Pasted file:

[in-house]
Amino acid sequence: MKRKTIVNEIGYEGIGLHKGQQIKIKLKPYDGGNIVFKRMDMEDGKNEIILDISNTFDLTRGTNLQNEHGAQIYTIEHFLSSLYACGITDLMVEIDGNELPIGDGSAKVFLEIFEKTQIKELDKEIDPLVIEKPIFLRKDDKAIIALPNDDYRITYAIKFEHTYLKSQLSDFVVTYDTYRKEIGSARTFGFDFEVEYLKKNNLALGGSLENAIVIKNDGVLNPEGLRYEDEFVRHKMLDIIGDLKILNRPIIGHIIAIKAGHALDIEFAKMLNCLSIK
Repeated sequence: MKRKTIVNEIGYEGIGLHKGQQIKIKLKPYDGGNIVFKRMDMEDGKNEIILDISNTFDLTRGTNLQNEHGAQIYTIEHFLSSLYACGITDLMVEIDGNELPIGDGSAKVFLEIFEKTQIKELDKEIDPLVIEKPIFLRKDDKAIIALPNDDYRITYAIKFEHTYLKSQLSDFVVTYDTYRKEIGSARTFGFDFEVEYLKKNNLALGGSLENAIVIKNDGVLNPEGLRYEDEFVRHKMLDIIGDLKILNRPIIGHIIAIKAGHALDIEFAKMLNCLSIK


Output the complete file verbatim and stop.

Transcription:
[in-house]
Amino acid sequence: MKRKTIVNEIGYEGIGLHKGQQIKIKLKPYDGGNIVFKRMDMEDGKNEIILDISNTFDLTRGTNLQNEHGAQIYTIEHFLSSLYACGITDLMVEIDGNELPIGDGSAKVFLEIFEKTQIKELDKEIDPLVIEKPIFLRKDDKAIIALPNDDYRITYAIKFEHTYLKSQLSDFVVTYDTYRKEIGSARTFGFDFEVEYLKKNNLALGGSLENAIVIKNDGVLNPEGLRYEDEFVRHKMLDIIGDLKILNRPIIGHIIAIKAGHALDIEFAKMLNCLSIK
Repeated sequence: MKRKTIVNEIGYEGIGLHKGQQIKIKLKPYDGGNIVFKRMDMEDGKNEIILDISNTFDLTRGTNLQNEHGAQIYTIEHFLSSLYACGITDLMVEIDGNELPIGDGSAKVFLEIFEKTQIKELDKEIDPLVIEKPIFLRKDDKAIIALPNDDYRITYAIKFEHTYLKSQLSDFVVTYDTYRKEIGSARTFGFDFEVEYLKKNNLALGGSLENAIVIKNDGVLNPEGLRYEDEFVRHKMLDIIGDLKILNRPIIGHIIAIKAGHALDIEFAKMLNCLSIK